Addiction to technology can be damaging to your mental health

Yesterday’s list of ten stories was fun to write… So in cleaning out the 400+ unread stories that had accumulated in my feed reader, I came up with these ten stories for today:

  1. I’ve had countless people ask me about how to set up a wordpress blog, so I was glad to see Matt point out that CNet now has a video that details the steps of setting up a WP blog. It’s a simple video, but that is appropriate since the instillation of WP is simple. However, if terms like “FTP”, “domain” and “web host” don’t mean anything to you, then skip over this video and go straight for a hosted blog like blogger or
  2. Technology bloggers are so much more advanced in their blogging problems that they have to worry about things like the Echo Chamber. Since linking is still a novel enough concept in real estate, this is not really an issue within the real estate blogosphere. None the less, advice like “say something original once a day” is good stuff that we could all benefit from.
  3. I include the next article only for the last paragraph: ‘Employers provide programmes to help workers with chemical or substance addictions. ‘Addiction to technology can be equally damaging to a worker’s mental health’. (It’s one thirty in the morning as I type this, I obviously need help.)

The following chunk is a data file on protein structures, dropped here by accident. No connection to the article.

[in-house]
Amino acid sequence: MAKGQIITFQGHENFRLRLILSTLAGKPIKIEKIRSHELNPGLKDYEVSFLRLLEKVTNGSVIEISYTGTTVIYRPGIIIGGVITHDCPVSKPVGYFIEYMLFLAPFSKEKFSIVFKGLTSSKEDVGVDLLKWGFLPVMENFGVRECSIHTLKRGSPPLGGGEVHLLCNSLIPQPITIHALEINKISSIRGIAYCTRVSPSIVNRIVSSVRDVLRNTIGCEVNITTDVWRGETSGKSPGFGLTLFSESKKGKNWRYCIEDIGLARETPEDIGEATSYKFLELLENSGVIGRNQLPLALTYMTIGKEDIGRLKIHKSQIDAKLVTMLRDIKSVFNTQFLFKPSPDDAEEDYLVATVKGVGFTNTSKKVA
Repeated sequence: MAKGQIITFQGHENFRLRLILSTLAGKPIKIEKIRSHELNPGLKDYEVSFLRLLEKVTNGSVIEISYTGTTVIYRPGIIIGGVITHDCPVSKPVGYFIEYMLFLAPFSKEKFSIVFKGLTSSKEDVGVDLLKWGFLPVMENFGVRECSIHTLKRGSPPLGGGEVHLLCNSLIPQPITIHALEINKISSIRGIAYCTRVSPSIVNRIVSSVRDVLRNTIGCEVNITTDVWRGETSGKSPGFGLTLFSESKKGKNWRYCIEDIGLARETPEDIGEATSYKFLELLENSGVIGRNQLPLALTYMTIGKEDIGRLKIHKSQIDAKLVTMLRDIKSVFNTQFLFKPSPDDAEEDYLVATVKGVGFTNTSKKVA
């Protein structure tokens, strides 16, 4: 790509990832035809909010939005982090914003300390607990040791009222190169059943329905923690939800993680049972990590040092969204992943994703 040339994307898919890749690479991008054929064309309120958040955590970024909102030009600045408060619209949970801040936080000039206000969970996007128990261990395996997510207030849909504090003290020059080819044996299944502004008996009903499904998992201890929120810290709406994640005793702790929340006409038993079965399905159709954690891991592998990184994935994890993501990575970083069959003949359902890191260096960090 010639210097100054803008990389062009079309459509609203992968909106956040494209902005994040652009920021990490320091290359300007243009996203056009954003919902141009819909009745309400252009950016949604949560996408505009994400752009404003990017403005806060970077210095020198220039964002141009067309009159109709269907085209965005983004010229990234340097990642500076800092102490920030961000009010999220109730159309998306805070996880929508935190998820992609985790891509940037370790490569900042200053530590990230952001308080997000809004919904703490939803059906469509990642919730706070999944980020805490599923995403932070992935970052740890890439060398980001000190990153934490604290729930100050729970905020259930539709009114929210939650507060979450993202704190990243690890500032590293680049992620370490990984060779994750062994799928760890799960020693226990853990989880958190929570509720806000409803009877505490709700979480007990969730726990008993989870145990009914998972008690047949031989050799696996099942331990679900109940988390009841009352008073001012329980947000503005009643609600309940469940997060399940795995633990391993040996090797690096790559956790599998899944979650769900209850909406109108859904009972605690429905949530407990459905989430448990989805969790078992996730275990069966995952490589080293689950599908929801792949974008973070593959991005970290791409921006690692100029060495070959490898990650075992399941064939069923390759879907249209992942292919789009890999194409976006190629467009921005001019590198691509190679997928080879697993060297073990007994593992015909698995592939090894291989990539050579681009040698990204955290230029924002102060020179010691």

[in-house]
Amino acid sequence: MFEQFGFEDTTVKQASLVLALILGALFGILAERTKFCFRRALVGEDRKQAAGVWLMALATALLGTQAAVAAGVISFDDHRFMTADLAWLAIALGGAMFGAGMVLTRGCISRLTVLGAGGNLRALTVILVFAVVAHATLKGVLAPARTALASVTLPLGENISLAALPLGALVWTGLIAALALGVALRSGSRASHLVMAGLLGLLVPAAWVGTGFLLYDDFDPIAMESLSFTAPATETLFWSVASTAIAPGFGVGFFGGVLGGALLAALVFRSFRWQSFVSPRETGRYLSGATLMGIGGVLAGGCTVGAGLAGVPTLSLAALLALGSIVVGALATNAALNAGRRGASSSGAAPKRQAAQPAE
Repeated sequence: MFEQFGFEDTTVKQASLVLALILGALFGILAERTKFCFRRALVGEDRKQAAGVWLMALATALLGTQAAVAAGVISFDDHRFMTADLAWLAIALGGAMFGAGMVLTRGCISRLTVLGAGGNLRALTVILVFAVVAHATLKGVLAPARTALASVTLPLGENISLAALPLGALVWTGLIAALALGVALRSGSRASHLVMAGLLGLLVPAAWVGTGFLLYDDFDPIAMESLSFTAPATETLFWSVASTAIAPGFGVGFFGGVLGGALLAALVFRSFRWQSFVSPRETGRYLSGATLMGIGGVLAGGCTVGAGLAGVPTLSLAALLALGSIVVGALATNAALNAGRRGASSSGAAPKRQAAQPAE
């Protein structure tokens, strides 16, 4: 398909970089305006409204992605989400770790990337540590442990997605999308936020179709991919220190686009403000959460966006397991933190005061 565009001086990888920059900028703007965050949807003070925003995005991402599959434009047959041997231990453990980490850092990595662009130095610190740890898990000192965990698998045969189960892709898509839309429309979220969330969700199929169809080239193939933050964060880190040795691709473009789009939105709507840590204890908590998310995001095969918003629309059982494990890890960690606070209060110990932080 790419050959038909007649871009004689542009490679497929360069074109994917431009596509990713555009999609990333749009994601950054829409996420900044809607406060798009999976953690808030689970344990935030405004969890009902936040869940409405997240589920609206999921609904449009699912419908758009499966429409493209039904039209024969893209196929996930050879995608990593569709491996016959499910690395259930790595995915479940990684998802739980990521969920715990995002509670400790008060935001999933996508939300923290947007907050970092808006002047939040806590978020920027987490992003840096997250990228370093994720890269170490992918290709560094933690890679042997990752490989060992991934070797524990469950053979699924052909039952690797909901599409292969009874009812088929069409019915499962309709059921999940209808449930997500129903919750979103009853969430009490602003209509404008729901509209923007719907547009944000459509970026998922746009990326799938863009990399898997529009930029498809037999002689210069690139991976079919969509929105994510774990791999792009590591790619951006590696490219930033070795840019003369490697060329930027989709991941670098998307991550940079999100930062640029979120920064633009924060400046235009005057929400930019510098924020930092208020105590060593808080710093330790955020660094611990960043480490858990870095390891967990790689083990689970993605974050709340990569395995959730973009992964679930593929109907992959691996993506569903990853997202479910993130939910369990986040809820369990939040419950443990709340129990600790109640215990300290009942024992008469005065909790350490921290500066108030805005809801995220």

4. In an effort to separate addiction from hype, Seth Godin reminds us that “just because people know who you are doesn’t mean they’re going to buy what you sell… the best way to succeed is to have a really great product.”
  5. In relation to real estate technology, I can’t imagine why anyone with $17M would think that is a good idea… How do they justify the business model that they are going to allow anyone to make an offer on any house? From their CEO: “every home in the country is for sale – for the right price!” The idea seems like a fun exercise for a graduate level economics course, but an actual product??? I don’t get it. Please feel free to let me know in the comments if I’m missing something…
  6. Also, Joel points out that Reply’s product is not likely to make Glenn very happy since he’s working on a similar service and even taken a patent out.
  7. More web technology that seems misguided to me: I can think of plenty of people who are in search of a good blog, but I can’t think of any other blogs that are in search of a good blogger
  8. And then sometimes, people take misguided to such a different level that I start to doubt my own sanity. How smart do you have to be to refuse $1M? (Really! What does he know that I don’t???)